• Voting technology manufacturers would operate an SCRM program, with similar types of documentation and compliance requirements.
  • Voting technology operators – election officials – would cease their current practice of replacing failing components with parts sourced on the open market.

This would be a big change from the current situation. How would that change come about? Hence the open issue for policy makers …

Policy Issues and Questions

The opportunity for voting system vendors to benefit from a managed closed supply chain might actually be something possible in the short term. But how would that come about? And what would motivate the vendors to take that benefit? And to expend the funds to set up and operate an SCRM program?

To me, this is an example of a public good (reduced risks to our elections being attacked) that doesn’t obviously pencil out as profit where the manufacturer gets a return on the investment (“ROI”) of additional costs for additional manufacturing process and for compliance efforts. So, I suppose that in order for this to work, some external requirement would have to be imposed (just as the DoD and other parts of the Federal government do for their vendors of NSSs) to obligate manufacturers to incur those costs as part of the business of voting technology, and choose how to pass the costs along to, eventually, taxpayers.

However, in this case, the Federal government has no direct role regulating the election technology business. That’s the job of each State, to decide which voting systems are allowed to be used by their localities; and to decide which technology companies to contract with for IT services related to state-operated election technology related to voter registration and election management. But States don’t have existing expertise in SCRM that Federal organizations do.

So, there is plenty of policy analysis to do, before we could have a complete approach to addressing hardware level threats to elections. But there’s one thing that could be done in the near term, without defining a complete solution. Admittedly, iIt’s a bit of a “build and they might show up” approach, based on a possible parallel case.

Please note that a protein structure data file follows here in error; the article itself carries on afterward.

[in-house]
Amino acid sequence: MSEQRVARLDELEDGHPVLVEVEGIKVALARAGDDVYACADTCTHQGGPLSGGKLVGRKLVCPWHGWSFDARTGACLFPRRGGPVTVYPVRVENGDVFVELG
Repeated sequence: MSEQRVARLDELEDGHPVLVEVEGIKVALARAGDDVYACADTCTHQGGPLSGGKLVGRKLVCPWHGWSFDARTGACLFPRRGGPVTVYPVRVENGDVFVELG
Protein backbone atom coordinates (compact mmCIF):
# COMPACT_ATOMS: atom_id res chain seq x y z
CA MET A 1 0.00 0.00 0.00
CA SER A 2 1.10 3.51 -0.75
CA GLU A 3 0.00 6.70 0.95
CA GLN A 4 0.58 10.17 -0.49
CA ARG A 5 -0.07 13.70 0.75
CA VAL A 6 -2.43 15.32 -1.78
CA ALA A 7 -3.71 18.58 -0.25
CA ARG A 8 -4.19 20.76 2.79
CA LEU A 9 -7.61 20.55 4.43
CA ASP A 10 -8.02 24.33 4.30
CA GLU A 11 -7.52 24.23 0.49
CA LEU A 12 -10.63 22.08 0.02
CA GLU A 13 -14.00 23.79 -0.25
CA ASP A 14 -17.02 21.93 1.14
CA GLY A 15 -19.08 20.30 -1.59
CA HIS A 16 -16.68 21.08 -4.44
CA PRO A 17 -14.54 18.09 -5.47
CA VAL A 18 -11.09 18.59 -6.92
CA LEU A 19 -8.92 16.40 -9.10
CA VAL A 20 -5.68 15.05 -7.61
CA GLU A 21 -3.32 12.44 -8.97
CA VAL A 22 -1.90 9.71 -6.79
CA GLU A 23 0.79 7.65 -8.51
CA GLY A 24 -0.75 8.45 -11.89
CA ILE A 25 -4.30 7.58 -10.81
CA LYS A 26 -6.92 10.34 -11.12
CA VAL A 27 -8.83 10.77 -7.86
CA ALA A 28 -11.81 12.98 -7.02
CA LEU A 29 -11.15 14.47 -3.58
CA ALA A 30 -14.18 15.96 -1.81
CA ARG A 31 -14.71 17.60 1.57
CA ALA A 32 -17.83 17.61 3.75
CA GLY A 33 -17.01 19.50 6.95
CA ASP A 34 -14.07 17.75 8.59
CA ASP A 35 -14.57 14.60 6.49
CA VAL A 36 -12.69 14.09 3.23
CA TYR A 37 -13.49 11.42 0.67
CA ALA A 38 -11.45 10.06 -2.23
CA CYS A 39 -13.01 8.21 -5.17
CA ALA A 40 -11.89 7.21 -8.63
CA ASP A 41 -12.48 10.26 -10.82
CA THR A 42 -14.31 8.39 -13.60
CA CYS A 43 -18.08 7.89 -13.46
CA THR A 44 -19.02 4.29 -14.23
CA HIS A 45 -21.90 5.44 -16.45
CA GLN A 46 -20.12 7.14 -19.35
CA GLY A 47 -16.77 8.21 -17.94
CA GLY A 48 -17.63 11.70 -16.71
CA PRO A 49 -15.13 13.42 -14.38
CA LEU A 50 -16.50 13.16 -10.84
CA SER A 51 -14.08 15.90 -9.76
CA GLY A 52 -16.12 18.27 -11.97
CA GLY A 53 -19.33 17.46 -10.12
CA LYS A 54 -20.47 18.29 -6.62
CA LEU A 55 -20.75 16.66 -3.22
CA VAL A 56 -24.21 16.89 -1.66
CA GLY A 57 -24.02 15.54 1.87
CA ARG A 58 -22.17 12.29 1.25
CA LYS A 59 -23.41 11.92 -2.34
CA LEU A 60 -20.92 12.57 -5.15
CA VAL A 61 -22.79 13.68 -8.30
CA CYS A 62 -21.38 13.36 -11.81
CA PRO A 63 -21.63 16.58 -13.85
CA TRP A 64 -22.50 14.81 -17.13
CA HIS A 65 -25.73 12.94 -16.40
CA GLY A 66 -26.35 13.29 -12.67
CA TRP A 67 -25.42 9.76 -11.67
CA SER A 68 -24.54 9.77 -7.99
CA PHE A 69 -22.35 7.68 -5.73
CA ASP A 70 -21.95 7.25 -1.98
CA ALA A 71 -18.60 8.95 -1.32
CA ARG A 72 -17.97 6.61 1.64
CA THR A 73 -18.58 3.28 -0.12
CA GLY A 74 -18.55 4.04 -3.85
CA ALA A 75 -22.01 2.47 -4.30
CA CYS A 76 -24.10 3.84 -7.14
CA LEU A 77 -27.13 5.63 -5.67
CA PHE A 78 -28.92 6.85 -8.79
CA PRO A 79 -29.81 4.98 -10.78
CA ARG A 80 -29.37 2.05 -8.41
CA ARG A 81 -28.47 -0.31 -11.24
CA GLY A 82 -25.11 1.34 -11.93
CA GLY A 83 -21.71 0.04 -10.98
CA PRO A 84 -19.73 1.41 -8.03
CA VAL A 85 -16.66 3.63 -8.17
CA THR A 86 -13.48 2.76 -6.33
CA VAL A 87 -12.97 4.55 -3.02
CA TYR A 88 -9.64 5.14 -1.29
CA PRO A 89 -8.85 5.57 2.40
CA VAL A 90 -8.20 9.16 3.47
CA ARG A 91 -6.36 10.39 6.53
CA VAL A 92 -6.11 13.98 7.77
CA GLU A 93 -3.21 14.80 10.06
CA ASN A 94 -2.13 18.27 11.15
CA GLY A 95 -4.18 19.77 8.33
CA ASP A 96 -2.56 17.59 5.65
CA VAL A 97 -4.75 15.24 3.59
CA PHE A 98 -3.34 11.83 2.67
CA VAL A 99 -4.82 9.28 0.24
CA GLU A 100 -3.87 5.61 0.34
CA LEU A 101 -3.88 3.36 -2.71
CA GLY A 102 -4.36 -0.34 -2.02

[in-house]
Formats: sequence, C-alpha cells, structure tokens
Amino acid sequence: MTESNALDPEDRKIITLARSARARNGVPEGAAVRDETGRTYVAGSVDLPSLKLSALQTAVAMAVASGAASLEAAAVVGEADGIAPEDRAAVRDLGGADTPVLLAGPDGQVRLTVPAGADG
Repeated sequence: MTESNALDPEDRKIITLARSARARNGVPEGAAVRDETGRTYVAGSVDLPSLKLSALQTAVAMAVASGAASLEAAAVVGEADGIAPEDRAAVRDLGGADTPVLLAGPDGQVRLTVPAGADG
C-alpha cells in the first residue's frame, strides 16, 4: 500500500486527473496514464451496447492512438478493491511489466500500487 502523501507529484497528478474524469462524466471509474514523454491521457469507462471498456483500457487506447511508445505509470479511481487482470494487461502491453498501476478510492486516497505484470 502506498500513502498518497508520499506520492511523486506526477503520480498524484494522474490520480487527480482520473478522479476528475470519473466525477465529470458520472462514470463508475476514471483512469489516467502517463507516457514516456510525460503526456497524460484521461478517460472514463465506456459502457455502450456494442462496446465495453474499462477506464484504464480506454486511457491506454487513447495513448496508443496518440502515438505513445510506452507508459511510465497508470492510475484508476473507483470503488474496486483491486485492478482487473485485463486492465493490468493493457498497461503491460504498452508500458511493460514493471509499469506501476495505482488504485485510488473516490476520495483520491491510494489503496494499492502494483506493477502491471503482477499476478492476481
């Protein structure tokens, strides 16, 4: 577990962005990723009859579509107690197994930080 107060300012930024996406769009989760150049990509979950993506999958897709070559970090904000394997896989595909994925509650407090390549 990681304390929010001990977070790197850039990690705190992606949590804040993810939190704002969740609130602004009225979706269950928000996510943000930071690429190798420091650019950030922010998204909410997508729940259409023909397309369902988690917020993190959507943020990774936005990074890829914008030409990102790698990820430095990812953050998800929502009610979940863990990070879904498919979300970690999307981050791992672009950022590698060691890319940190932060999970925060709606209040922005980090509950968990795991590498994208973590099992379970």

Parallel to Certification

The best parallel I know of is with voting system certification. Currently, about half the States require that a voting system manufacturer successfully complete an evaluation and certification program run by the Federal government’s Election Assistance Commission (EAC). That’s a prerequisite for the State’s certification. A possible future parallel would be a] for the Federal government to perform supply chain regulation functions, and compliance monitoring of manufacturers, and b] for States to voluntarily choose whether to require participation of manufacturers. The Federal function might be performed by an organization, that already supports supply chain security, which sets up a parallel program for election technology, and offers its use to the manufacturers of election technology of all kinds. If that’s available, perhaps vendors might dip a toe in the waters, or States might begin to decide whether they want to address hardware threats. Even if this approach worked, then there would be the question of how all this might apply to all the critical election technology that isn’t machines for casting and counting ballots. But at least it would be a start.

That’s pretty speculative I admit, but at least it is a start that can be experimented with in the relatively near term – certainly in time for the 2020 elections that will use election systems that are newer than today’s decade-plus-old systems, but inside have the same vulnerabilities as today’s technology. Hardware assurance won’t fix software vulnerabilities, but it would make it much more meaningful to attempt to fix them, with the hardware Achilles heel being on the way to being addressed.